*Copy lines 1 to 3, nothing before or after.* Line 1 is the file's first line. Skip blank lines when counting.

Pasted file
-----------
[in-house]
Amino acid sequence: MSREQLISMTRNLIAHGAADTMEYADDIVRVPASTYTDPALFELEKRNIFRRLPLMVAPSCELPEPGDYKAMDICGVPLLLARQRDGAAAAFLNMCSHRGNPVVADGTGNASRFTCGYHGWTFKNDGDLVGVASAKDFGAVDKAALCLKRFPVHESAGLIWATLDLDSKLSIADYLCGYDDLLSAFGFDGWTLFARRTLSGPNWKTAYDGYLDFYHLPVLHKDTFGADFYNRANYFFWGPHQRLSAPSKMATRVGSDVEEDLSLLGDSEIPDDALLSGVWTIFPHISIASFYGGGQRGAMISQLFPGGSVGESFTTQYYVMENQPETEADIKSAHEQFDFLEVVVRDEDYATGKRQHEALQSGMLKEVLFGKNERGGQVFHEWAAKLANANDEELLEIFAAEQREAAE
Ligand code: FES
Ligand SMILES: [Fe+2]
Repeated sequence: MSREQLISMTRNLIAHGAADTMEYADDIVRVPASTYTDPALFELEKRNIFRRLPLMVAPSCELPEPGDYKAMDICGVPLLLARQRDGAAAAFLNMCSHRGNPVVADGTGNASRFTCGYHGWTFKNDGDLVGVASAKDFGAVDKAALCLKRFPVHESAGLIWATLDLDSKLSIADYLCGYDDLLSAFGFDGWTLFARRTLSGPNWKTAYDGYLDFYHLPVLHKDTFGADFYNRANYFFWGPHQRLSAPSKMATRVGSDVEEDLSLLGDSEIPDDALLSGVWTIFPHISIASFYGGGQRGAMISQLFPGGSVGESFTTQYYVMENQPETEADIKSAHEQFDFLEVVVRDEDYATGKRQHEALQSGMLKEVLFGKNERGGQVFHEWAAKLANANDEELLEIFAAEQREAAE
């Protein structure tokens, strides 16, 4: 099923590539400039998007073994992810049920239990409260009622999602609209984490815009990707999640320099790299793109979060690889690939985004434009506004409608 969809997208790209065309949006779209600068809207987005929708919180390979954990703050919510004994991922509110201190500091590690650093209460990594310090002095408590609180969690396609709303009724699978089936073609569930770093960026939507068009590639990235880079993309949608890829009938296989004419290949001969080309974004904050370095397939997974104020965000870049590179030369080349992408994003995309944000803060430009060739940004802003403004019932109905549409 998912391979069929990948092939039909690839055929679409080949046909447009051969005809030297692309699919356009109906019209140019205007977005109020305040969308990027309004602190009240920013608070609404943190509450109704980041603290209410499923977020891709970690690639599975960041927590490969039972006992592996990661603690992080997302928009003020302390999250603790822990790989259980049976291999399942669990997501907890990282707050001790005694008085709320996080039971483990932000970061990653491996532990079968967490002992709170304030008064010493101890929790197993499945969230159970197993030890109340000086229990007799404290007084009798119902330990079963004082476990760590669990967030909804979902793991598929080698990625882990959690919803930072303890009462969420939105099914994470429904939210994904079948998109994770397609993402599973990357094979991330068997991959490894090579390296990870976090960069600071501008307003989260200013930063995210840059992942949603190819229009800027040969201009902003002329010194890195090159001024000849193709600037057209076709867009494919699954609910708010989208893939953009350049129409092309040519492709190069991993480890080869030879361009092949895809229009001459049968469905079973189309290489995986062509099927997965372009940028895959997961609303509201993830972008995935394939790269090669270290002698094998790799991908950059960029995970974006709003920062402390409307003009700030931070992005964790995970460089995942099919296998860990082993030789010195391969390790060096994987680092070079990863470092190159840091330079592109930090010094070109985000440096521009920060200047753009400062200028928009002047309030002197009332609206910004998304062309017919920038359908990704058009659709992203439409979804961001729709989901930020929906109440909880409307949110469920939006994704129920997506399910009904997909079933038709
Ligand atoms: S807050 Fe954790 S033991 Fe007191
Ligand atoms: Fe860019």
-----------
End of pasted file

[in-house]
Amino acid sequence: MSREQLISMTRNLIAHGAADTMEYADDIVRVPASTYTDPALFELEKRNIFRRLPLMVAPSCELPEPGDYKAMDICGVPLLLARQRDGAAAAFLNMCSHRGNPVVADGTGNASRFTCGYHGWTFKNDGDLVGVASAKDFGAVDKAALCLKRFPVHESAGLIWATLDLDSKLSIADYLCGYDDLLSAFGFDGWTLFARRTLSGPNWKTAYDGYLDFYHLPVLHKDTFGADFYNRANYFFWGPHQRLSAPSKMATRVGSDVEEDLSLLGDSEIPDDALLSGVWTIFPHISIASFYGGGQRGAMISQLFPGGSVGESFTTQYYVMENQPETEADIKSAHEQFDFLEVVVRDEDYATGKRQHEALQSGMLKEVLFGKNERGGQVFHEWAAKLANANDEELLEIFAAEQREAAE
Ligand code: FES